The bill allows cities to opt in to a market value exclusion program for new mixed-income multi-family housing.
HF 3588 (Rep. Samantha Vang, DFL-Brooklyn Center), a bill that establishes a new market value exclusion program for affordable housing, will be considered March 9 by the House Local Government Division.
The bill would allow cities to opt in by ordinance to allow for a market value tax assessment reduction of 50% on a project-by-project basis to new multi-family construction that provides 20% of its units as affordable at 60% average median income (AMI).
A newly constructed building enrolled into the program would not qualify for any other tax reduction programs. This means it would not qualify for the current 4d Low-Income Rental Classification program, which also provides a tax benefit to property owners that reserve units at or below 60% AMI.
Proponents of the bill maintain that this tool will allow for additional cash flow for new mixed-income multi-family construction. The reduction of property taxes can offset the reduction in revenue from reduced rents.
Unlike tax increment financing (TIF), the new program would allow cities to determine the duration of the value exclusion for each eligible property but must at least last for 10 years and no more than 20 years as long as the property maintains the affordability requirement.
League seeks clarifying language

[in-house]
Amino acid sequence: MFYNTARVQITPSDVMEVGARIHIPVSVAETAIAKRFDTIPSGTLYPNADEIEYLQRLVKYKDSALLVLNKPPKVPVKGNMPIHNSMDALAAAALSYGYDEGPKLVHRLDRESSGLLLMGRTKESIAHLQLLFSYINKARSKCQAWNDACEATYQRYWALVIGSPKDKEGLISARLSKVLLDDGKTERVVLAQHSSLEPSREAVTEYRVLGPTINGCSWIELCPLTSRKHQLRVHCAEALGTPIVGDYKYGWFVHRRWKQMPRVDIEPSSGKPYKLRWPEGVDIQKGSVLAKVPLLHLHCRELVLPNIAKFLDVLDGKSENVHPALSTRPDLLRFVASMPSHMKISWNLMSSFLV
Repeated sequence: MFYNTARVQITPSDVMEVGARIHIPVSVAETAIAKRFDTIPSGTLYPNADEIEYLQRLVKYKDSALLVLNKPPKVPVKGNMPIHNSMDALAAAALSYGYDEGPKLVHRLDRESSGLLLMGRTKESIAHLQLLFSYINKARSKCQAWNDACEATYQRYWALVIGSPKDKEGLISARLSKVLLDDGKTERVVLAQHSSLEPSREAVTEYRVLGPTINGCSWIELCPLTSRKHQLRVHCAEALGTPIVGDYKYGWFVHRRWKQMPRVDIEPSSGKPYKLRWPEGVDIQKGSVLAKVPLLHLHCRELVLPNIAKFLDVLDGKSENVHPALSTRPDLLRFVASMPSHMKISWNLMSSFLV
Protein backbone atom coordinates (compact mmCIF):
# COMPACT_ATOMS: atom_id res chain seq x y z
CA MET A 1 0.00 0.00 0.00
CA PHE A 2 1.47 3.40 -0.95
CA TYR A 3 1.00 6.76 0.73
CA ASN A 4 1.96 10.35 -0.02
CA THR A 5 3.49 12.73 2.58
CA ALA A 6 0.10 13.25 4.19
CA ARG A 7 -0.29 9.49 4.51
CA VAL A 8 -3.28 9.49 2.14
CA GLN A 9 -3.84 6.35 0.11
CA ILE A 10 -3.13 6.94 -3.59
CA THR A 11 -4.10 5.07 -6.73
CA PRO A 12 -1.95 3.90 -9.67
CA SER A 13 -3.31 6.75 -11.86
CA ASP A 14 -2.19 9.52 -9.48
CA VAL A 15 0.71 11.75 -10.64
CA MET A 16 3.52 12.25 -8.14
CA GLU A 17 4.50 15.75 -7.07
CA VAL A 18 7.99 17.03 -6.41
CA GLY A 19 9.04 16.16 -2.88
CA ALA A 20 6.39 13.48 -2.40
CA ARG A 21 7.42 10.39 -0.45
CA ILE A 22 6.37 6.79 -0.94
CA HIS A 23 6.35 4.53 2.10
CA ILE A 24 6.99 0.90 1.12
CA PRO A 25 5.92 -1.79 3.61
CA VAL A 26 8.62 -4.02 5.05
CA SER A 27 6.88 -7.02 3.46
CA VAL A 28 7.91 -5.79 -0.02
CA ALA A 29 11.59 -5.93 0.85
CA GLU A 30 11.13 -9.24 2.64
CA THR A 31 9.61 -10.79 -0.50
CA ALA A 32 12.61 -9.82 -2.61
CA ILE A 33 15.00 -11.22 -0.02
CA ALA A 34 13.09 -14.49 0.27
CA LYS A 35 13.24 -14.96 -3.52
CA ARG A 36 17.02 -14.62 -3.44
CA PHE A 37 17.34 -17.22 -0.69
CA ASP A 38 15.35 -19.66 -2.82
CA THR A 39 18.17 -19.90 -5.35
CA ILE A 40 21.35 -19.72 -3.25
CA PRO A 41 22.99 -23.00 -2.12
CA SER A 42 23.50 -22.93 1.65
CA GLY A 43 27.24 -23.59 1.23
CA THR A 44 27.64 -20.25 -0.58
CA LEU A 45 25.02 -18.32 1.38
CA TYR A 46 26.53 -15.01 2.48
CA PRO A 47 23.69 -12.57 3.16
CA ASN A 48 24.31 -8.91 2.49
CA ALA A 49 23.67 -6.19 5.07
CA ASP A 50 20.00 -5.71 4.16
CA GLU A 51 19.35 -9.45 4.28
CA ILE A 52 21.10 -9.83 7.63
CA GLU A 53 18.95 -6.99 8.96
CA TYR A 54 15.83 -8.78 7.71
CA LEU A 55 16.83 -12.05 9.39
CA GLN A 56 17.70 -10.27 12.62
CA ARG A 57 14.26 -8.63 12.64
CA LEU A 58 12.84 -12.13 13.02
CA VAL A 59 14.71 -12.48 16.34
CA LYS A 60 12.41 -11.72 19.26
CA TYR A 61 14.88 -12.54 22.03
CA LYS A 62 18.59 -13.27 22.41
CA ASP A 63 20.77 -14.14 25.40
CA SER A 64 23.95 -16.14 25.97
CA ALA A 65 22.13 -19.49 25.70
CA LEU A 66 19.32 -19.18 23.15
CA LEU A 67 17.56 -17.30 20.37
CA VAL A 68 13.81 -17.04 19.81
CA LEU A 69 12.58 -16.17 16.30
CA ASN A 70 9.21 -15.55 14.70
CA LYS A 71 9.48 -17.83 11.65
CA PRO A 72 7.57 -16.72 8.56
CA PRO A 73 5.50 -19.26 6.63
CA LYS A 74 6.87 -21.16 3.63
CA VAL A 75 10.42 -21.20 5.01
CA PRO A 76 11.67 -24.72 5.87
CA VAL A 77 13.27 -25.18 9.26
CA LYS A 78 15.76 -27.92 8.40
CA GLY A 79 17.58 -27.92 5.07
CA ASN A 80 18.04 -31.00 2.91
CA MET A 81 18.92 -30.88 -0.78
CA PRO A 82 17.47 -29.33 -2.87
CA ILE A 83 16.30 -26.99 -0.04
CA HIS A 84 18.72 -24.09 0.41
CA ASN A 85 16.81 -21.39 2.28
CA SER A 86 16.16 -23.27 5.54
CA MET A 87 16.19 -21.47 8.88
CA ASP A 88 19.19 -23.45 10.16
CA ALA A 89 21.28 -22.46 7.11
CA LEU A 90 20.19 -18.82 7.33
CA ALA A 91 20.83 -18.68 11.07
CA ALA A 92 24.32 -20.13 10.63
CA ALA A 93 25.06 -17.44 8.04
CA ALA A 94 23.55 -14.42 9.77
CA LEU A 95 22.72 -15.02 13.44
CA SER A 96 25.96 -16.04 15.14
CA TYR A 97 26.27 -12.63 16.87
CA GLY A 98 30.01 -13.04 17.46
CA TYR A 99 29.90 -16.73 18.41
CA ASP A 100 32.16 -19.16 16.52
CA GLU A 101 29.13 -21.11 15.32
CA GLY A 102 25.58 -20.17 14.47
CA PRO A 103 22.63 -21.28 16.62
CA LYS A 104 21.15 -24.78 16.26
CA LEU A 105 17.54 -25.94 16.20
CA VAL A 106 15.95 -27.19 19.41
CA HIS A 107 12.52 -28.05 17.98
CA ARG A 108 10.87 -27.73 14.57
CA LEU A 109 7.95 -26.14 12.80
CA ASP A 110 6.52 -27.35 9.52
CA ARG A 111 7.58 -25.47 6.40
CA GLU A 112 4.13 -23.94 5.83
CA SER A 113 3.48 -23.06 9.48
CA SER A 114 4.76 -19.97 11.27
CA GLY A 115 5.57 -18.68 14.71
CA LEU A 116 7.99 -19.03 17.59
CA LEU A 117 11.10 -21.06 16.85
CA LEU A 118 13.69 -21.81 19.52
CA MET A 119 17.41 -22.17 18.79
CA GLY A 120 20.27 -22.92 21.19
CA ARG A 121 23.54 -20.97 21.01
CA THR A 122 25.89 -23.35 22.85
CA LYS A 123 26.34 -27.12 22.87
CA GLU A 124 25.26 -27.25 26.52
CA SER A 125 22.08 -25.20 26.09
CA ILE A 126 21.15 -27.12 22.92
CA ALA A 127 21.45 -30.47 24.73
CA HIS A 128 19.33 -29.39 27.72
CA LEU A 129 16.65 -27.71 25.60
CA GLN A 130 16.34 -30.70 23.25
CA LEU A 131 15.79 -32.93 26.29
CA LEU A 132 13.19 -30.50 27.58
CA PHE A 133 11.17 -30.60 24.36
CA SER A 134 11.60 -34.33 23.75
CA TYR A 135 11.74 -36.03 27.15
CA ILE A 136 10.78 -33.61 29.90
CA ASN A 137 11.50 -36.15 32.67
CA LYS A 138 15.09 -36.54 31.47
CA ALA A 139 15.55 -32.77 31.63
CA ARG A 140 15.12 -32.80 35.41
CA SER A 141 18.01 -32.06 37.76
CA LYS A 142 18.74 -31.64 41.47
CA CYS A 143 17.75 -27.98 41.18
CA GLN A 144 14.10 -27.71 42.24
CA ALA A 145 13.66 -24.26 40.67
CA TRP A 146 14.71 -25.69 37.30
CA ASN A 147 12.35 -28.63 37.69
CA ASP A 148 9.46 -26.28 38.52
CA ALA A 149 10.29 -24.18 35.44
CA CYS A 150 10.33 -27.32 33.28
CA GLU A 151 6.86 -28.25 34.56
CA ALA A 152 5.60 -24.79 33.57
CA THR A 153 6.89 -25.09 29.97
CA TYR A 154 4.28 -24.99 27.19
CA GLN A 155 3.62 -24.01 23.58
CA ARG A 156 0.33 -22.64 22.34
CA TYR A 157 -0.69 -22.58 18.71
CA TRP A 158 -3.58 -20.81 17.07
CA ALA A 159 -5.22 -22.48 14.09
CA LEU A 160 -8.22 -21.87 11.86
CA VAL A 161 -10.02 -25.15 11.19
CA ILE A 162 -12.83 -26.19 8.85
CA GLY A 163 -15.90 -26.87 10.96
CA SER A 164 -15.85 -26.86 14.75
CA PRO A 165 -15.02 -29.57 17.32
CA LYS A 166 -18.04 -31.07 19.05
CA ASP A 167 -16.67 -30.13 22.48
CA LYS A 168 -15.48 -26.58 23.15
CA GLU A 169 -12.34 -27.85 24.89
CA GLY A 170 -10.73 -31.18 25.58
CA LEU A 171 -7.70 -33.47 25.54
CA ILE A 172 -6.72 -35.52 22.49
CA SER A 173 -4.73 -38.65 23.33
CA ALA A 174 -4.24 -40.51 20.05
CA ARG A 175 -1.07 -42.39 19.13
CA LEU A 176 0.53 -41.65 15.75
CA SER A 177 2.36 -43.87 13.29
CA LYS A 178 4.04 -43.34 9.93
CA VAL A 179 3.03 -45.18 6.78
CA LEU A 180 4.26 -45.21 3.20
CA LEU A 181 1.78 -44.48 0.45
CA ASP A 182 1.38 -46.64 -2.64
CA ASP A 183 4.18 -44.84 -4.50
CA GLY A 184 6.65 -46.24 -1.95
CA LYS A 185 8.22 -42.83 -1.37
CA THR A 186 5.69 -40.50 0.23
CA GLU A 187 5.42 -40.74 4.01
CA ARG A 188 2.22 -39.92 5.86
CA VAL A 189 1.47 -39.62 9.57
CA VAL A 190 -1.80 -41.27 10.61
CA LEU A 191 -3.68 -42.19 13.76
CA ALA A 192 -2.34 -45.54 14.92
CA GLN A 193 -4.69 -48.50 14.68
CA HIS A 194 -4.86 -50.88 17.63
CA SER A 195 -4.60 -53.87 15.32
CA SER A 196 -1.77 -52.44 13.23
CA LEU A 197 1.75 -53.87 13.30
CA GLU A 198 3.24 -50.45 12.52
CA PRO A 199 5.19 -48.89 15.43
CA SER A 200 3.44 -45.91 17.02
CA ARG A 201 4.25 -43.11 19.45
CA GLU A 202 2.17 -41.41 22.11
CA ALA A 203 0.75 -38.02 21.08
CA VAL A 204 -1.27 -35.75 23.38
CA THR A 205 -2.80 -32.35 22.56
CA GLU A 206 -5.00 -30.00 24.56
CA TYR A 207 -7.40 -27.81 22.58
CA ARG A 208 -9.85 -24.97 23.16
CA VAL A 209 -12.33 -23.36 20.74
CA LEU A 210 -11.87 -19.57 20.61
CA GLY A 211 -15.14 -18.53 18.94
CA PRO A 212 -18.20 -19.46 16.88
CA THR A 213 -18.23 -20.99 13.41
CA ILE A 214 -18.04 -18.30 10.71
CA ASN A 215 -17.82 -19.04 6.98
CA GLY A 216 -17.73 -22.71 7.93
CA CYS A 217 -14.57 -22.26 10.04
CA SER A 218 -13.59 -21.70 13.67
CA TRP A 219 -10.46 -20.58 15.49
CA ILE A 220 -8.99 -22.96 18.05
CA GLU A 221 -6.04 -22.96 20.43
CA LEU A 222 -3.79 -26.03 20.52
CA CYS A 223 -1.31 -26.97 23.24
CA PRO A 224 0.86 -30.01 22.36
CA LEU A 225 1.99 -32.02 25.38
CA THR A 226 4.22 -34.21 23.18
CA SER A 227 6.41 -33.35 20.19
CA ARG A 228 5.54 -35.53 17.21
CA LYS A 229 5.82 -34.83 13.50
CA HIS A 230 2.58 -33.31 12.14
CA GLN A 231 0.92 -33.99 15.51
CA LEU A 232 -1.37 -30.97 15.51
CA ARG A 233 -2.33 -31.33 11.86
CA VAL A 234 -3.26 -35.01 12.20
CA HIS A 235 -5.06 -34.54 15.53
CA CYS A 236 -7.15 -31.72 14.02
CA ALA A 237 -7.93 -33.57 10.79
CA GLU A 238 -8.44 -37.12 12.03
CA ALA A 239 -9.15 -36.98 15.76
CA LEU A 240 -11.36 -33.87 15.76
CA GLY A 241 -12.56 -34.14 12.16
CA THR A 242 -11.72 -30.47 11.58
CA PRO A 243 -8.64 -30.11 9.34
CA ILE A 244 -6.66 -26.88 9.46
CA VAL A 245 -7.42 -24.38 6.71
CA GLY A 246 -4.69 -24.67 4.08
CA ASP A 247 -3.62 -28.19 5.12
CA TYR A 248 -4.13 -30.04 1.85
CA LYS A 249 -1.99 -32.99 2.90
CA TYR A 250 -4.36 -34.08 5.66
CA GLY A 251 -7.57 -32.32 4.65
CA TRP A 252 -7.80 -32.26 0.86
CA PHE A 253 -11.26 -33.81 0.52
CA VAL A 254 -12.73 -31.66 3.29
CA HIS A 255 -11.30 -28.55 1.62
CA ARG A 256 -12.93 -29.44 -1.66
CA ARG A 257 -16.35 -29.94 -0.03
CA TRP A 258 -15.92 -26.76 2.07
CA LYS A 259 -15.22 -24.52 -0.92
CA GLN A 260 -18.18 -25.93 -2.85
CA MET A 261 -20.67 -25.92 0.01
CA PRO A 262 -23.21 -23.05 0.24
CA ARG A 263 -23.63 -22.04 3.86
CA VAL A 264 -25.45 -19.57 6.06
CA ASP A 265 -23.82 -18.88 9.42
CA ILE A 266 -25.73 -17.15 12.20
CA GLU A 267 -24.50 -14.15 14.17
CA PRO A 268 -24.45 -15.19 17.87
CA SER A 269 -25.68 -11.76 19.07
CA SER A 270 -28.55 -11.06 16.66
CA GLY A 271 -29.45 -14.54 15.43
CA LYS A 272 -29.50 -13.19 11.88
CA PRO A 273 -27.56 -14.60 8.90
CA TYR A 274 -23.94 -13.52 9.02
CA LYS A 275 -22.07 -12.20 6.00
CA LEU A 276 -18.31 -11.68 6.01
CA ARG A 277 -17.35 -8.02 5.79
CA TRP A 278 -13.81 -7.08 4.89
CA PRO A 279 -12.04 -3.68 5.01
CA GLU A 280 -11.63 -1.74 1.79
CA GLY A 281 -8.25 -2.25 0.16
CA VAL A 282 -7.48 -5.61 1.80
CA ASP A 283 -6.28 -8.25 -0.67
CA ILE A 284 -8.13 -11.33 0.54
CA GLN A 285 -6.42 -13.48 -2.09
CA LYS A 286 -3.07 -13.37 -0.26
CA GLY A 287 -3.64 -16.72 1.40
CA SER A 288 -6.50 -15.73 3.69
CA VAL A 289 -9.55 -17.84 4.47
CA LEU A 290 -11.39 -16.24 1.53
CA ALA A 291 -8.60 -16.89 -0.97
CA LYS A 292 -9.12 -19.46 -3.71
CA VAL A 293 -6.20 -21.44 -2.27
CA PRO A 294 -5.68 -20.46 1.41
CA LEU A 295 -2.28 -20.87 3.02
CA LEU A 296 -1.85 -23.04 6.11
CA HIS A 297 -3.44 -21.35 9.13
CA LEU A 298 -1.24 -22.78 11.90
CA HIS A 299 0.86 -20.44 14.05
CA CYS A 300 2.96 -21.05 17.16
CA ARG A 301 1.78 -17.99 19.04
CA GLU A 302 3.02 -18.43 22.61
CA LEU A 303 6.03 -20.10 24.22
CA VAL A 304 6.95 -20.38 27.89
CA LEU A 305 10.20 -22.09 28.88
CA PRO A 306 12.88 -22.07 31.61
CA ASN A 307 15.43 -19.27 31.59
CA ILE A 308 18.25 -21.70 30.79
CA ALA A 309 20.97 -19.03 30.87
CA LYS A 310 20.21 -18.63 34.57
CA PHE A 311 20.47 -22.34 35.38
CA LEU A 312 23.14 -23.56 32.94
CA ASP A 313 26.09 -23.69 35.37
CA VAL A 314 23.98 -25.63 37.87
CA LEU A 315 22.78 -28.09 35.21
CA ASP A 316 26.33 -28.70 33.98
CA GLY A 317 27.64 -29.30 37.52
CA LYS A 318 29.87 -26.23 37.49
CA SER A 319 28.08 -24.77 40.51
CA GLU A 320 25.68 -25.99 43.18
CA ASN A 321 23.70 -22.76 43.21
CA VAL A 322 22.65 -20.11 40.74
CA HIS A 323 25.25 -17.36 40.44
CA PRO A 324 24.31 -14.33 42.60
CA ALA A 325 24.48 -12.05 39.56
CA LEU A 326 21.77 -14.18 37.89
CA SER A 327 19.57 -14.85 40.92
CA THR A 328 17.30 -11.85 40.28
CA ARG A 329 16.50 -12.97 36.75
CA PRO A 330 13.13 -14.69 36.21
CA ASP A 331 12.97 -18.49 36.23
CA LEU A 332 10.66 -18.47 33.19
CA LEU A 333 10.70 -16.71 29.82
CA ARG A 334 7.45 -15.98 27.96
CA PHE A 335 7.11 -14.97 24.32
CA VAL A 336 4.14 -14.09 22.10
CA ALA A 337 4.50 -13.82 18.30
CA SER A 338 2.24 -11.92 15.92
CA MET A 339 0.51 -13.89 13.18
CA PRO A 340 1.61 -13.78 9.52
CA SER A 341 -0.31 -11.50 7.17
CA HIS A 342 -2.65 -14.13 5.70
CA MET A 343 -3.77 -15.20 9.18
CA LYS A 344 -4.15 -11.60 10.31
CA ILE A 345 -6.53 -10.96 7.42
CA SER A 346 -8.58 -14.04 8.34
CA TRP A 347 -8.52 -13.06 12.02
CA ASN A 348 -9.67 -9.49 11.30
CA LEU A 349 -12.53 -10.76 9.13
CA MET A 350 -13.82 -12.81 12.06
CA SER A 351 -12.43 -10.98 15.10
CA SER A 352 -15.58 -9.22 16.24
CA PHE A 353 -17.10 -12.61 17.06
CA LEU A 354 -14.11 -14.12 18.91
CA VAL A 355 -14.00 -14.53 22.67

The League has been working with the bill’s author and proponents, and is seeking to address some questions with an amendment that will:
- Clarify that notice requirements in the bill only require a city to publish notice at least once rather than twice, which is consistent with current notification requirements for TIF.
- Ensure that the bill’s language requiring that “20% of the units in a building are available to income-restricted households but only 80% need to be occupied” does not mean the property owner can exclude 20% of the units that need to be maintained as affordable.
- Clarify that the provision can only be used in a city that has opted in on a project-by-project basis for new construction and cannot be used for remodel or rehabilitation.
The League is also seeking more flexibility in the bill and is continuing to discuss this with the bill’s author and proponents. Cities should be able to tailor the assistance to different levels of tax benefit, depending on the level of affordability.
City feedback requested
The League is requesting city feedback on this bill as we continue to have conversations with the bill authors and proponents of the bill. Please email feedback to firstname.lastname@example.org prior to the hearing this Wednesday (March 9) if possible.